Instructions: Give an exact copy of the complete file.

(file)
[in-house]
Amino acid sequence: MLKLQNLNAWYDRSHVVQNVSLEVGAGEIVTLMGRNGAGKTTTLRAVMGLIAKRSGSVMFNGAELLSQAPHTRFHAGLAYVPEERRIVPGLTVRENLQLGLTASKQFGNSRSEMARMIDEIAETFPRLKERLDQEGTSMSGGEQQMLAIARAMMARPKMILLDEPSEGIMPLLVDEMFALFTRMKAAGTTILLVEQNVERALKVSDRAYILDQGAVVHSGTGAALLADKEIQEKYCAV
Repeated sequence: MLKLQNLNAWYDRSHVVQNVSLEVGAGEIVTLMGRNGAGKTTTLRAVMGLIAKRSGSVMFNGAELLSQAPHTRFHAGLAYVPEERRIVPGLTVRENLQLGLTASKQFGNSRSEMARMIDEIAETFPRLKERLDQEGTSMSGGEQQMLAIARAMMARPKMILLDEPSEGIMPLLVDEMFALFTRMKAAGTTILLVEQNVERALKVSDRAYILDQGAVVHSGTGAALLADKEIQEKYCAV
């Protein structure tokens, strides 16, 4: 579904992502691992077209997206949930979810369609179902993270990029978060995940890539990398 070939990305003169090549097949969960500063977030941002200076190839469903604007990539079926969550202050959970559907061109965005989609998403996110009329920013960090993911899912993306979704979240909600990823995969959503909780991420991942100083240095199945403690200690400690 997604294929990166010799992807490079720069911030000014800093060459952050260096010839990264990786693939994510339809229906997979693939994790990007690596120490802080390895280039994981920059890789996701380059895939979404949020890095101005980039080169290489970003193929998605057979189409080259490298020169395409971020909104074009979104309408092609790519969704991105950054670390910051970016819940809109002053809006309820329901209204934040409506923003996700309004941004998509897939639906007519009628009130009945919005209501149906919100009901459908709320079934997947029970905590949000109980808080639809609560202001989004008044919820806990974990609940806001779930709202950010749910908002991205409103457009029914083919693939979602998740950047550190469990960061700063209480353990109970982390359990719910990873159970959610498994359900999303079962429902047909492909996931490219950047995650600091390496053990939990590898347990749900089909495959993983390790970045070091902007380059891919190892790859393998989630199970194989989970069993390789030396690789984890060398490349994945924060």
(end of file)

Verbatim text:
[in-house]
Amino acid sequence: MLKLQNLNAWYDRSHVVQNVSLEVGAGEIVTLMGRNGAGKTTTLRAVMGLIAKRSGSVMFNGAELLSQAPHTRFHAGLAYVPEERRIVPGLTVRENLQLGLTASKQFGNSRSEMARMIDEIAETFPRLKERLDQEGTSMSGGEQQMLAIARAMMARPKMILLDEPSEGIMPLLVDEMFALFTRMKAAGTTILLVEQNVERALKVSDRAYILDQGAVVHSGTGAALLADKEIQEKYCAV
Repeated sequence: MLKLQNLNAWYDRSHVVQNVSLEVGAGEIVTLMGRNGAGKTTTLRAVMGLIAKRSGSVMFNGAELLSQAPHTRFHAGLAYVPEERRIVPGLTVRENLQLGLTASKQFGNSRSEMARMIDEIAETFPRLKERLDQEGTSMSGGEQQMLAIARAMMARPKMILLDEPSEGIMPLLVDEMFALFTRMKAAGTTILLVEQNVERALKVSDRAYILDQGAVVHSGTGAALLADKEIQEKYCAV
């Protein structure tokens, strides 16, 4: 579904992502691992077209997206949930979810369609179902993270990029978060995940890539990398 070939990305003169090549097949969960500063977030941002200076190839469903604007990539079926969550202050959970559907061109965005989609998403996110009329920013960090993911899912993306979704979240909600990823995969959503909780991420991942100083240095199945403690200690400690 997604294929990166010799992807490079720069911030000014800093060459952050260096010839990264990786693939994510339809229906997979693939994790990007690596120490802080390895280039994981920059890789996701380059895939979404949020890095101005980039080169290489970003193929998605057979189409080259490298020169395409971020909104074009979104309408092609790519969704991105950054670390910051970016819940809109002053809006309820329901209204934040409506923003996700309004941004998509897939639906007519009628009130009945919005209501149906919100009901459908709320079934997947029970905590949000109980808080639809609560202001989004008044919820806990974990609940806001779930709202950010749910908002991205409103457009029914083919693939979602998740950047550190469990960061700063209480353990109970982390359990719910990873159970959610498994359900999303079962429902047909492909996931490219950047995650600091390496053990939990590898347990749900089909495959993983390790970045070091902007380059891919190892790859393998989630199970194989989970069993390789030396690789984890060398490349994945924060």